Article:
To all the parents out there, I know how much you love you children. I know how much you worry that they’re “on par” with other kids their age, that their social skills are developing appropriately, and that they are displaying good manners and are kind to other children. I also know how difficult it is to maintain your cool when they are bickering with a sibling over the most ridiculous thing, when they complain they’re just “too tired” to do their homework or nightly reading, or when they find the most inappropriate time of all to ask you a million questions. Yet we somehow summon up the patience. We smile. We feign interest. We make them feel important, smart, cherished, and loved. It’s our job as parents. It’s also a teacher’s job, for each and every one of the twenty-something kids sitting in his or her classroom on any given day.
Your child’s teacher spends about six hours a day with your child. I’m going to guess that’s either the same or more waking hours than you spend with your child. He or she has the job of teaching the curriculum which in and of itself is quite a task. Then they must attempt to make it engaging and fun. Once that’s accomplished, then add all the daily challenges. “I’m tired (or hungry or thirsty)!” “I need to go to the nurse!” “So-and-so keeps looking at me!” “When’s lunch (or special or gym)?” “Can I go to the bathroom (for the third time)?” These are our kids, folks! (I certainly know which one is mine- she’s a chronic clinic visitor). I would always think, when I was teaching, if only some of these parents could see how their children behaved. Now, I’m not talking about gross misconduct, just the annoying behavior that is oh, so typical in young children.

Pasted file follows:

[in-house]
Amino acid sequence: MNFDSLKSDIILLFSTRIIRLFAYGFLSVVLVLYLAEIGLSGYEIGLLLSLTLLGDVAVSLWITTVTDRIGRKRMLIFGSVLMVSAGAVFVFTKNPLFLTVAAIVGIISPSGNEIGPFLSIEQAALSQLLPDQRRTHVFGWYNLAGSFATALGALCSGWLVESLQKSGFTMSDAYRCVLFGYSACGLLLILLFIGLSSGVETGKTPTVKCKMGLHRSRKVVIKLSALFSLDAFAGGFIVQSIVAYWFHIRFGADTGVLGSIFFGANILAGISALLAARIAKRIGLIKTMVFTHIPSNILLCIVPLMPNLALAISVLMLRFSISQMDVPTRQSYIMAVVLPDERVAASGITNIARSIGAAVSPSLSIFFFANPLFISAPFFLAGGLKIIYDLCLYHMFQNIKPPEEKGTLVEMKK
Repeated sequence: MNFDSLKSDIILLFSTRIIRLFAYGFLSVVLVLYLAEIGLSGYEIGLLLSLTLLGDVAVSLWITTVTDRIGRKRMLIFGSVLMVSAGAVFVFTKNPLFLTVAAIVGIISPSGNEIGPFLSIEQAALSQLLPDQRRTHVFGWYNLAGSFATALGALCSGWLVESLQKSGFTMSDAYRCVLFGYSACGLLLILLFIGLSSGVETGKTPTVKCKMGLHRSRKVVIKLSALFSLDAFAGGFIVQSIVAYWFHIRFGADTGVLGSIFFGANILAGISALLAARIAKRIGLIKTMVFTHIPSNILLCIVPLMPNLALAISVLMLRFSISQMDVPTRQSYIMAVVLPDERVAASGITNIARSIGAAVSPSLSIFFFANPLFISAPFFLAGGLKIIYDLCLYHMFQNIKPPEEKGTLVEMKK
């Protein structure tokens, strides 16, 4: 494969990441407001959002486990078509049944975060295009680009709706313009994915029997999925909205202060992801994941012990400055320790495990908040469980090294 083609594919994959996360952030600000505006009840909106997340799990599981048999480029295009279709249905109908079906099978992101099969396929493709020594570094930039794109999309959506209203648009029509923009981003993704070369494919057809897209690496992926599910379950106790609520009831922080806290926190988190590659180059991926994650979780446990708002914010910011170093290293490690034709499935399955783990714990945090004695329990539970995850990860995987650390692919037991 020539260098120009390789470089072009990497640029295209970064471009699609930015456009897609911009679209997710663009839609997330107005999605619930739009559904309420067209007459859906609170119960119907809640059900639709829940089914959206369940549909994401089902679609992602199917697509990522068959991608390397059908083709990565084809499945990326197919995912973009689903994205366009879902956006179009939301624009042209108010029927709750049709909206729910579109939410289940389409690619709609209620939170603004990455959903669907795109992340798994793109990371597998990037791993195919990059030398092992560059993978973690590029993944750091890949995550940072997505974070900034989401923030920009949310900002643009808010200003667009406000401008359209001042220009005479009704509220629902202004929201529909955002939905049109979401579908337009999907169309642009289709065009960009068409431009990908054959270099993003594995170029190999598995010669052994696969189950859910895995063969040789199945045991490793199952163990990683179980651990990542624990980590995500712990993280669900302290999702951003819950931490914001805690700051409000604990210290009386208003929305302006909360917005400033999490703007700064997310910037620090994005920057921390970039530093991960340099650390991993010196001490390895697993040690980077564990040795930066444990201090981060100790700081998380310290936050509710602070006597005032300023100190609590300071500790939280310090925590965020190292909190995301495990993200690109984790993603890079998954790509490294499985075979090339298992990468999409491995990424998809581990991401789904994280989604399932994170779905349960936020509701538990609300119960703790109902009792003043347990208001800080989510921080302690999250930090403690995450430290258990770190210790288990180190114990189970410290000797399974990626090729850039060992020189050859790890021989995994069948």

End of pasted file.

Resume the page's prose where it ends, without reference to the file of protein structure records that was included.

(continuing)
As a teacher, we act as a parent for six hours a day, five days a week, for roughly 180 days a year. Not to one, or two, or three, but to roughly twenty boys and girls. We dry tears and give band-aids. We resolve fights between friends and reassure everyone that they’ll be friends again tomorrow. We listen without judgement about what happens in your home and boy, do we hear about everything! We summon an extraordinary amount of patience each and every day. With a headache. With a cold. When we’re worried about our own kids. When we have to pee. When we know that we’re not getting a raise again this year. We’re in it for the same reason you became a parent- for the love.
This week is National Teacher Appreciation Week (tomorrow, May 3rd, 2016 is the official “Teacher Appreciation Day”). Take a few moments to think of a way to say thank you to the teachers that are playing such huge roles in your child’s development. Flowers. A small gift. A letter or a card from your child. An email from you to the principal with your teacher cc’d on it. How you say thanks is not important. Just make sure you do!
Here are some creative ideas if you’re feeling crafty 🙂
This year since my older ones are in middle school and high school and the baby is not yet in any school, $5 Starbucks gift cards it is (yes, I am taking the easy way out). Someone once asked me if $5 is too small of an amount to give. Not at all! Think of it as you’re buying the teacher their favorite coffee (plus, since each of my girls have 9 teachers, that’s almost $100!)
Plus, one additional note- I think the lesson we are teaching our children by saying thanks is just as important as the message of appreciation to the teacher. We want our children to be grateful and appreciative and this is a great place to start. Children are naturally excited to present something to their teacher and it serves us well as parents to use that to our advantage to promote thoughtfulness and appreciation.